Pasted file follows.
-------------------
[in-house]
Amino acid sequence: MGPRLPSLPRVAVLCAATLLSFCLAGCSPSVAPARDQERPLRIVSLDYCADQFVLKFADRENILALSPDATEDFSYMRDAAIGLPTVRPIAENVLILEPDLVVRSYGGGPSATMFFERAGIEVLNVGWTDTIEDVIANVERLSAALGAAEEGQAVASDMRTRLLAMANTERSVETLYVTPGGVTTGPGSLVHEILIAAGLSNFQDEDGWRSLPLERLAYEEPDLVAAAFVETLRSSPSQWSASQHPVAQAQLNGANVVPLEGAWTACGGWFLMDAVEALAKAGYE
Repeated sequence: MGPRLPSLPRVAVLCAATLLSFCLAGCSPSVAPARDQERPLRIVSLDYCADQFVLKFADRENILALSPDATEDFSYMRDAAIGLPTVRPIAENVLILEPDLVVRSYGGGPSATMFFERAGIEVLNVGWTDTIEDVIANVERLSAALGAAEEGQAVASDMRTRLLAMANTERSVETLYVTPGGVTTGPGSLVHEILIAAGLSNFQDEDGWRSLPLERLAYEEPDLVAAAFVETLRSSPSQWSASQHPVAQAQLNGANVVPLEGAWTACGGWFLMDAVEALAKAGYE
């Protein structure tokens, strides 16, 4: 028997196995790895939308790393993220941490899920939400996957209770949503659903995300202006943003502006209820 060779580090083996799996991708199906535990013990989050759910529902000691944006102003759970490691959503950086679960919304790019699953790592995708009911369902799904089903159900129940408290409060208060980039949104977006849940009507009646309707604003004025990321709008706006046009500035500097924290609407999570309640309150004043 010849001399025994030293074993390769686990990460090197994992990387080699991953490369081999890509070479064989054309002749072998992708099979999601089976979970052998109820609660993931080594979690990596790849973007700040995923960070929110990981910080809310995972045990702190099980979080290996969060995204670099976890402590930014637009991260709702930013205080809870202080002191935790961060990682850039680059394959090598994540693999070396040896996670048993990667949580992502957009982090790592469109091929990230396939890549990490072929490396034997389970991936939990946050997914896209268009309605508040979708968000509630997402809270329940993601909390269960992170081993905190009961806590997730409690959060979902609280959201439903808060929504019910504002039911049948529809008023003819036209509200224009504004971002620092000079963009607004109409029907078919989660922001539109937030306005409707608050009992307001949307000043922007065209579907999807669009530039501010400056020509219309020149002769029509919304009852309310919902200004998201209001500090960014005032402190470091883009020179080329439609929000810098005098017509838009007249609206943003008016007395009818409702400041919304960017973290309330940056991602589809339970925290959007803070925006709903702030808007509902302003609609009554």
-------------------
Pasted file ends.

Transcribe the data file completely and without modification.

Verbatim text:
[in-house]
Amino acid sequence: MGPRLPSLPRVAVLCAATLLSFCLAGCSPSVAPARDQERPLRIVSLDYCADQFVLKFADRENILALSPDATEDFSYMRDAAIGLPTVRPIAENVLILEPDLVVRSYGGGPSATMFFERAGIEVLNVGWTDTIEDVIANVERLSAALGAAEEGQAVASDMRTRLLAMANTERSVETLYVTPGGVTTGPGSLVHEILIAAGLSNFQDEDGWRSLPLERLAYEEPDLVAAAFVETLRSSPSQWSASQHPVAQAQLNGANVVPLEGAWTACGGWFLMDAVEALAKAGYE
Repeated sequence: MGPRLPSLPRVAVLCAATLLSFCLAGCSPSVAPARDQERPLRIVSLDYCADQFVLKFADRENILALSPDATEDFSYMRDAAIGLPTVRPIAENVLILEPDLVVRSYGGGPSATMFFERAGIEVLNVGWTDTIEDVIANVERLSAALGAAEEGQAVASDMRTRLLAMANTERSVETLYVTPGGVTTGPGSLVHEILIAAGLSNFQDEDGWRSLPLERLAYEEPDLVAAAFVETLRSSPSQWSASQHPVAQAQLNGANVVPLEGAWTACGGWFLMDAVEALAKAGYE
């Protein structure tokens, strides 16, 4: 028997196995790895939308790393993220941490899920939400996957209770949503659903995300202006943003502006209820 060779580090083996799996991708199906535990013990989050759910529902000691944006102003759970490691959503950086679960919304790019699953790592995708009911369902799904089903159900129940408290409060208060980039949104977006849940009507009646309707604003004025990321709008706006046009500035500097924290609407999570309640309150004043 010849001399025994030293074993390769686990990460090197994992990387080699991953490369081999890509070479064989054309002749072998992708099979999601089976979970052998109820609660993931080594979690990596790849973007700040995923960070929110990981910080809310995972045990702190099980979080290996969060995204670099976890402590930014637009991260709702930013205080809870202080002191935790961060990682850039680059394959090598994540693999070396040896996670048993990667949580992502957009982090790592469109091929990230396939890549990490072929490396034997389970991936939990946050997914896209268009309605508040979708968000509630997402809270329940993601909390269960992170081993905190009961806590997730409690959060979902609280959201439903808060929504019910504002039911049948529809008023003819036209509200224009504004971002620092000079963009607004109409029907078919989660922001539109937030306005409707608050009992307001949307000043922007065209579907999807669009530039501010400056020509219309020149002769029509919304009852309310919902200004998201209001500090960014005032402190470091883009020179080329439609929000810098005098017509838009007249609206943003008016007395009818409702400041919304960017973290309330940056991602589809339970925290959007803070925006709903702030808007509902302003609609009554």